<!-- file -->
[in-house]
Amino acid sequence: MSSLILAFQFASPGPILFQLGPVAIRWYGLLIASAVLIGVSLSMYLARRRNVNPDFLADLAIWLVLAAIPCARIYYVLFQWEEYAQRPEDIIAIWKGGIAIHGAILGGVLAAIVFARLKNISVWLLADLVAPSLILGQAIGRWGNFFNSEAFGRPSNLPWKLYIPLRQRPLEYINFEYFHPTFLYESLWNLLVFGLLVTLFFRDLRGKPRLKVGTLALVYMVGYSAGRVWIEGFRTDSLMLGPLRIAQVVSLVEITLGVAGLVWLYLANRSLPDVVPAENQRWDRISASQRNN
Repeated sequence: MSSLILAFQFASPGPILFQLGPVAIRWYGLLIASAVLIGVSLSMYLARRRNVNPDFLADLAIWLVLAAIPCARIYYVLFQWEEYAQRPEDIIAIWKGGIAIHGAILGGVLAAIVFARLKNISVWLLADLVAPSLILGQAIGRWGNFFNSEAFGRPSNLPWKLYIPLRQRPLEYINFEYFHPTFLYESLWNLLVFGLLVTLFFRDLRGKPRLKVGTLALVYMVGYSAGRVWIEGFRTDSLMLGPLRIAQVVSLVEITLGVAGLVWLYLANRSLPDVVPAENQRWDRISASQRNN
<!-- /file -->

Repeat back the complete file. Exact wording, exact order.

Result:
[in-house]
Amino acid sequence: MSSLILAFQFASPGPILFQLGPVAIRWYGLLIASAVLIGVSLSMYLARRRNVNPDFLADLAIWLVLAAIPCARIYYVLFQWEEYAQRPEDIIAIWKGGIAIHGAILGGVLAAIVFARLKNISVWLLADLVAPSLILGQAIGRWGNFFNSEAFGRPSNLPWKLYIPLRQRPLEYINFEYFHPTFLYESLWNLLVFGLLVTLFFRDLRGKPRLKVGTLALVYMVGYSAGRVWIEGFRTDSLMLGPLRIAQVVSLVEITLGVAGLVWLYLANRSLPDVVPAENQRWDRISASQRNN
Repeated sequence: MSSLILAFQFASPGPILFQLGPVAIRWYGLLIASAVLIGVSLSMYLARRRNVNPDFLADLAIWLVLAAIPCARIYYVLFQWEEYAQRPEDIIAIWKGGIAIHGAILGGVLAAIVFARLKNISVWLLADLVAPSLILGQAIGRWGNFFNSEAFGRPSNLPWKLYIPLRQRPLEYINFEYFHPTFLYESLWNLLVFGLLVTLFFRDLRGKPRLKVGTLALVYMVGYSAGRVWIEGFRTDSLMLGPLRIAQVVSLVEITLGVAGLVWLYLANRSLPDVVPAENQRWDRISASQRNN